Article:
To ensure that the water in the steam tank is maintained within the desired temperature range, this invention uniquely replenishes the steam tank with water from the cold water supply in accurately controlled step increments so that the desired water temperature range is maintained even during a heavy usage period. Water temperature stability is accomplished using a control circuit 47 shown in FIG. 3. The control circuit 47 includes a microprocessor 49 that is appropriately programmed to receive sensing signals from the water level sensors 30, 32 and the temperature sensor 34 and provide control signals to the heating element 36, the solenoid valve 46 and the water pump 16 in response to the received sensing signals. When sufficient steam is emitted to cause the water level to drop, the high water level sensor 30 produces a signal indicating that the water has lowered below the high water level sensor. The signal is passed to the microprocessor 49 via a first level sensor conditioning circuit 51 that adjusts the signal to a level appropriate to the microprocessor. The microprocessor emits a control signal to a water pump and valve control circuit 53 which causes the water pump 16 and solenoid valve 16 to allow cold water to be emitted into the steam tank.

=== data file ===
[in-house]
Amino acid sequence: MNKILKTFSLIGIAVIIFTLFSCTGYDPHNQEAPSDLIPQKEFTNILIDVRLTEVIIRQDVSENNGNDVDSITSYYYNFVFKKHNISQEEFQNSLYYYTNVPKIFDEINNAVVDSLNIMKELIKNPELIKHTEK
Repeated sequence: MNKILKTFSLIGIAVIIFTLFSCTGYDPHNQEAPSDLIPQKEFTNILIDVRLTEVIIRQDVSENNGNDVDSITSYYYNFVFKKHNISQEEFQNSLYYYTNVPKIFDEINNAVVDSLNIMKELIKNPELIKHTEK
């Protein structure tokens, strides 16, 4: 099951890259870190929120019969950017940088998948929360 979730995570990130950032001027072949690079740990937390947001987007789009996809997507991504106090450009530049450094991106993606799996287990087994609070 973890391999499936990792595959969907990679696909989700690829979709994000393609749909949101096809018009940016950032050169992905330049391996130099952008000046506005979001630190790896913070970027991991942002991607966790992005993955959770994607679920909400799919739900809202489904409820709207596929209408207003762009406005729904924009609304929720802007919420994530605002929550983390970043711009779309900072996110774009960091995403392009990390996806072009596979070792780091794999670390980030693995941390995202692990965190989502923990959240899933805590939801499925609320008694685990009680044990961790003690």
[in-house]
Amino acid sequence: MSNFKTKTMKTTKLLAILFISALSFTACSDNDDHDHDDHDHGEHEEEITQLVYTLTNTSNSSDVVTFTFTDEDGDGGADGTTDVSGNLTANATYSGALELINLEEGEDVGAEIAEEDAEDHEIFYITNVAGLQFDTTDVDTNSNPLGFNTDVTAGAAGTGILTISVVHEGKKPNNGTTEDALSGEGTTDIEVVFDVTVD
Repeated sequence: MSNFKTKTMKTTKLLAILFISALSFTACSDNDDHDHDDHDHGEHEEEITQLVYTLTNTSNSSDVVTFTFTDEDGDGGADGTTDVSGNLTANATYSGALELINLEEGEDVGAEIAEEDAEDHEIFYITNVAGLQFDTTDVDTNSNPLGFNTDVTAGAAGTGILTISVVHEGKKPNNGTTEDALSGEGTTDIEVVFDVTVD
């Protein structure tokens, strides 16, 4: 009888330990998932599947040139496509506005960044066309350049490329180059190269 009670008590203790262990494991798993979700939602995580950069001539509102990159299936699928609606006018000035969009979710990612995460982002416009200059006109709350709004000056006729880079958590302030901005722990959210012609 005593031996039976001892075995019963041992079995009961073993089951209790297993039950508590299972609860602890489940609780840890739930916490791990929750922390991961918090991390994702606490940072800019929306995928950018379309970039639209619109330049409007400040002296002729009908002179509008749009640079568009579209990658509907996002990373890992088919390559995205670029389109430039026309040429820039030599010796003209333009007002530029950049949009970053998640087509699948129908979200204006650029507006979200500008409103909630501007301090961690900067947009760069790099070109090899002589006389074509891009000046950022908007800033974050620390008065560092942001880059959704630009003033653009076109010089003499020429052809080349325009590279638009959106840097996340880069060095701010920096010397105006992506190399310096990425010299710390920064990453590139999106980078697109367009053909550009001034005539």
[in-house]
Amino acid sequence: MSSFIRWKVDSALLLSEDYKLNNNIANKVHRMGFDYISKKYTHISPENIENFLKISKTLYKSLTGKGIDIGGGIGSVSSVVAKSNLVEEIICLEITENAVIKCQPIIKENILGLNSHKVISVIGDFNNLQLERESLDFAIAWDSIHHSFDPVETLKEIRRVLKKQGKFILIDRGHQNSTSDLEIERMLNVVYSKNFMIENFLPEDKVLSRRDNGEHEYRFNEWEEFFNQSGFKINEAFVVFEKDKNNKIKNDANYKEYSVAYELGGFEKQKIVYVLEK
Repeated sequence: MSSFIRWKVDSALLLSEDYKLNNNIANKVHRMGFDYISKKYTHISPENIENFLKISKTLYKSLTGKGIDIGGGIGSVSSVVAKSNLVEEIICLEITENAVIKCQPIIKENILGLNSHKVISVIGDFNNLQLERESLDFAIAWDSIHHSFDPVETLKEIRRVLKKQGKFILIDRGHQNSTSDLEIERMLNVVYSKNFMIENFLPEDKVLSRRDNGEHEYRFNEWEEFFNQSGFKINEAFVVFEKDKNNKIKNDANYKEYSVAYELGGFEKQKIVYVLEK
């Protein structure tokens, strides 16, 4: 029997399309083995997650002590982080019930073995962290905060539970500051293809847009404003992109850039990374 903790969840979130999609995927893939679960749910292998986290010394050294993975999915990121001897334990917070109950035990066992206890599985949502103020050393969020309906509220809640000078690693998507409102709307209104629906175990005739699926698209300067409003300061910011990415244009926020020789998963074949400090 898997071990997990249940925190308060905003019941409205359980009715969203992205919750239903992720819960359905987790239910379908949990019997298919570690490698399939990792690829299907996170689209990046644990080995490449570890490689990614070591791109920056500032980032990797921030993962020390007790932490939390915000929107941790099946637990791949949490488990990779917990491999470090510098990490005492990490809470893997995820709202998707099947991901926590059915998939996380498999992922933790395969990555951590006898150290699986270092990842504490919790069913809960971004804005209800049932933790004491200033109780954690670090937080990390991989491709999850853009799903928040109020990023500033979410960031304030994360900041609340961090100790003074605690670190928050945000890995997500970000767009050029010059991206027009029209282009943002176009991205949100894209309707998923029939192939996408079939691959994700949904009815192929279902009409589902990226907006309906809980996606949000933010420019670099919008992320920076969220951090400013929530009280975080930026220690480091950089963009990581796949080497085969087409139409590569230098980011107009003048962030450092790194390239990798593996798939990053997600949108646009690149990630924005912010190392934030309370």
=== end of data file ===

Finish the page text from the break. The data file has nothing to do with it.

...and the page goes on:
However, if the temperature of the water in the tank as determined by temperature sensor 34 drops below a minimum value (TL) of the desired temperature range, the cold water solenoid valve should be closed. The temperature sensor 34 sends a signal to the microprocessor 49 indicating that the water temperature has dropped. The signal from the temperature sensor is passed through a signal amplifier and filter circuit 55 which increases the signal level and removes noise in a known manner. The amplified and filtered signal then is passed through an analog to digital (A/D) converter 57 which converts the signal into an appropriate digital form before passing it to the microprocessor. The microprocessor signals the water pump and valve control circuit 53 to cause the solenoid valve 46 to prevent further cold water from being emitted into the steam tank. When the heating element 36 elevates the temperature above the desired high temperture value TH, the cold water solenoid valve will be energized to emit enough cold water until the temperature sensor determines that the temperature of the water in the tank drops below the desired minimum value TL. The solenoid valve will then be closed to the cold water supply even though the water level in the tank has not reached the high water level sensor. This sequence of emitting a small amount of water each time in steps will continue until the level of the water is again up at the high level. At this point the solenoid valve 46 will be closed to prevent further cold water from being emitted and the heating element will be operated to maintain water in the tank within the desired range.